Appropriate clinical specimen collection, transport, and processing are crucial to establish an accurate laboratory diagnosis of infectious diseases. Similarly, adequate tissue sampling is the first and the most important step to obtain an organism-specific diagnosis of infectious diseases by using pathology techniques. The pathology laboratory must have practical guidelines for optimal specimen collection and handling, and should communicate this information to the clinical staff and patient care sites. It is prudent to obtain biopsy or surgical samples from the precise site of infection and preferably before initiation of therapy to minimize the impact of treatment on subsequent diagnostic tests. This is particularly true for bacterial or fungal infections. Tissue specimens obtained surgically are acquired at great expense and pose considerable risk to the patient; therefore they should be procured with an amount of material adequate for both histopathologic and microbiological examination. Swabs are rarely adequate for this purpose. Representative samples from all major organs should be collected in autopsy cases, especially those unexplained fatal cases due to infectious causes.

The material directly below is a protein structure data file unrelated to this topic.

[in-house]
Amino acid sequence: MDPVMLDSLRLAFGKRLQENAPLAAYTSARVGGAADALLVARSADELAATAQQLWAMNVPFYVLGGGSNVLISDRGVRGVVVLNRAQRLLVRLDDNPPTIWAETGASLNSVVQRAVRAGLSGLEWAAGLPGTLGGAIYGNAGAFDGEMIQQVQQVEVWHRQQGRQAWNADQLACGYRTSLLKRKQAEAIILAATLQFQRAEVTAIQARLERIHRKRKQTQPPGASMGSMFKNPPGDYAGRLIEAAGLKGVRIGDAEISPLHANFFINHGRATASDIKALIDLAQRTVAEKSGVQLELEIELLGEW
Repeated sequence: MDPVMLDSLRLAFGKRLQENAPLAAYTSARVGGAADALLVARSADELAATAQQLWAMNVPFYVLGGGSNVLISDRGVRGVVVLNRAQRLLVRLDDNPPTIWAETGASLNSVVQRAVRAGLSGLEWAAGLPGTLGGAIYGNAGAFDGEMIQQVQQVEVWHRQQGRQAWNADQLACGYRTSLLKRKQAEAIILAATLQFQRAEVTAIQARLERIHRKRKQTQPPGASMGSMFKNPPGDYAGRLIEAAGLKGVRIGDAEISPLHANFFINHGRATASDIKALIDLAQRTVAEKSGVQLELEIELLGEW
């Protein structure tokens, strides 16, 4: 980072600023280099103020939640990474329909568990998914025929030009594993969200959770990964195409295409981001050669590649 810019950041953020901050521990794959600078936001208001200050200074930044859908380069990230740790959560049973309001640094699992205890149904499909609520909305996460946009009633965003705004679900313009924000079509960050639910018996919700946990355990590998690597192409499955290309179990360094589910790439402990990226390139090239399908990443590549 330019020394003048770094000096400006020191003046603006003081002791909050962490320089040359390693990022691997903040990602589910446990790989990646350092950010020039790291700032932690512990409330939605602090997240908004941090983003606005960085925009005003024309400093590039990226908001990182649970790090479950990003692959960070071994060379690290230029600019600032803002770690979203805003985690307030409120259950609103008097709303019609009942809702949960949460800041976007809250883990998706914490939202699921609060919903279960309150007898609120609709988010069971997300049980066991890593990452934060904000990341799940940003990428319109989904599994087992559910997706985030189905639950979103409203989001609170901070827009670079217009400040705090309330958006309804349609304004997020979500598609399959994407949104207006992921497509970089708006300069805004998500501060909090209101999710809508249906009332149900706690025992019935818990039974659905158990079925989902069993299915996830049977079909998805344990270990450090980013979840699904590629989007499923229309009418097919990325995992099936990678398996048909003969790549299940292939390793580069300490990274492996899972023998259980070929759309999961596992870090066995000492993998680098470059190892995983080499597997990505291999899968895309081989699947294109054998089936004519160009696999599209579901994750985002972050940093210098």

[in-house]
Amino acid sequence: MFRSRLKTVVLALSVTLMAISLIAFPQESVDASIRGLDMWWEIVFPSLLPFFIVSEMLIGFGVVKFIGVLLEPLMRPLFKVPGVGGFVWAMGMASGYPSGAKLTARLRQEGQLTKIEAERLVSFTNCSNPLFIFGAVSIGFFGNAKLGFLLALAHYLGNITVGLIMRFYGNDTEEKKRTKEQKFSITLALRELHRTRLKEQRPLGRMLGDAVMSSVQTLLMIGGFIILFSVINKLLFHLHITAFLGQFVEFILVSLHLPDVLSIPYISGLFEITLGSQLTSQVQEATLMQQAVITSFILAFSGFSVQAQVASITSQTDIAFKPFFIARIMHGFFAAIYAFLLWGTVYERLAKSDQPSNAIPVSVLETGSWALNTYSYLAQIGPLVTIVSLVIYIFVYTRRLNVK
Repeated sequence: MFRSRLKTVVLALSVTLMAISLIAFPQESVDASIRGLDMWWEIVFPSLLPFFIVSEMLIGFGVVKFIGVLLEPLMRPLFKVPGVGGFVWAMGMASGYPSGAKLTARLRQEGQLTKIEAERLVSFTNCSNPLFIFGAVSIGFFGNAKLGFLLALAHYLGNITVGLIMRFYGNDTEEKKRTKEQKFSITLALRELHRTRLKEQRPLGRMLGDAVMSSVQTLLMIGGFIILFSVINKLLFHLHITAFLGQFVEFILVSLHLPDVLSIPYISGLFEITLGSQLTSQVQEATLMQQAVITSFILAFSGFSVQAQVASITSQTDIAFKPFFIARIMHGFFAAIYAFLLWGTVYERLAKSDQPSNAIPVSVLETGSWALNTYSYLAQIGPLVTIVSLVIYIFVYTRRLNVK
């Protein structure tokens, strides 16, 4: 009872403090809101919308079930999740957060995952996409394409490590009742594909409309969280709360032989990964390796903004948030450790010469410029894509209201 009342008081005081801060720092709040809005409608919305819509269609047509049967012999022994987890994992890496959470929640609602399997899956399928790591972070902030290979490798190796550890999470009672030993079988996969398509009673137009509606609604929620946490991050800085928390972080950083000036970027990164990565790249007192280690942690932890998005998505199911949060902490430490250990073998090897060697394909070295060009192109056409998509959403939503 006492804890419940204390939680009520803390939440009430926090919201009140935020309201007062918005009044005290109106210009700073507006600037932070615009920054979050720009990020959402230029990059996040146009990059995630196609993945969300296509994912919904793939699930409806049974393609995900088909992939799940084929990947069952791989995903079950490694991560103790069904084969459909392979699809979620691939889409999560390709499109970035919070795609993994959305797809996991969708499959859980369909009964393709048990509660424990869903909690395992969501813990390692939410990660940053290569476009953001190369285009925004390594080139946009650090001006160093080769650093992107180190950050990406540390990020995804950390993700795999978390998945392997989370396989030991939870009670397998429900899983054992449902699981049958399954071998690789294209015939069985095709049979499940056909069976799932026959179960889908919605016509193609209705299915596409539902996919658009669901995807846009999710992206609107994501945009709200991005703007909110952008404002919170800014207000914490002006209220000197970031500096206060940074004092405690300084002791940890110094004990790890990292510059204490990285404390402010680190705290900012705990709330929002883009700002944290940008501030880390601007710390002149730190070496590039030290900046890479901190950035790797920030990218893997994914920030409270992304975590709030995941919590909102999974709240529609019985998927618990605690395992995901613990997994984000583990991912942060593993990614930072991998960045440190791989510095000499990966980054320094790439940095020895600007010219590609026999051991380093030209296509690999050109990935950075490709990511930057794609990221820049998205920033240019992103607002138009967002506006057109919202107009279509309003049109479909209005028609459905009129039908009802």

Etiologic pathogens may be focally or sparsely present in involved organs and only a complete postmortem examination can attentively localize the causative organisms, as well as the full spectrum of their pathologic effects. In addition, the predilection site for infection may vary among different organisms. For example, herpes simplex virus tends to involve temporal lobe in the brain more frequently, while West Nile virus usually causes more severe infection in brain stem and spinal cord. Moreover, since multiple organs can be involved in the context of systemic diseases, collecting multiple representative portions of target organs with syndrome-based approach (Table 45.3) and tissue samples from any other organ system with findings suggestive of infection ensures the best chance of detecting the causative agent. Influenza-associated myocarditis is a good example to show the difficulty of identifying influenza virus in the heart tissue even with prominent histopathologic changes of myocarditis, while the evidence of infection is usually present in the respiratory tissues [81].
Table 45.3

Tissue sample collection with syndrome-based approach

Target system (syndrome)

Representative tissue sample collection

Central nervous system (meningitis, encephalitis, myelitis)

Cerebral cortex (frontal, parietal, temporal, and occipital), brain stem (midbrain, pons, medulla), spinal cord, cerebellum, basal ganglia, thalamus, hypothalamus, hippocampus, and meninges

Respiratory system (laryngitis, tracheiits, bronchitis, pneumonia, pulmonary hemorrhage)

Larynx, trachea, left and right main bronchi, hilar lung with segmental bronchi, and peripheral pulmonary parenchyma from both lungs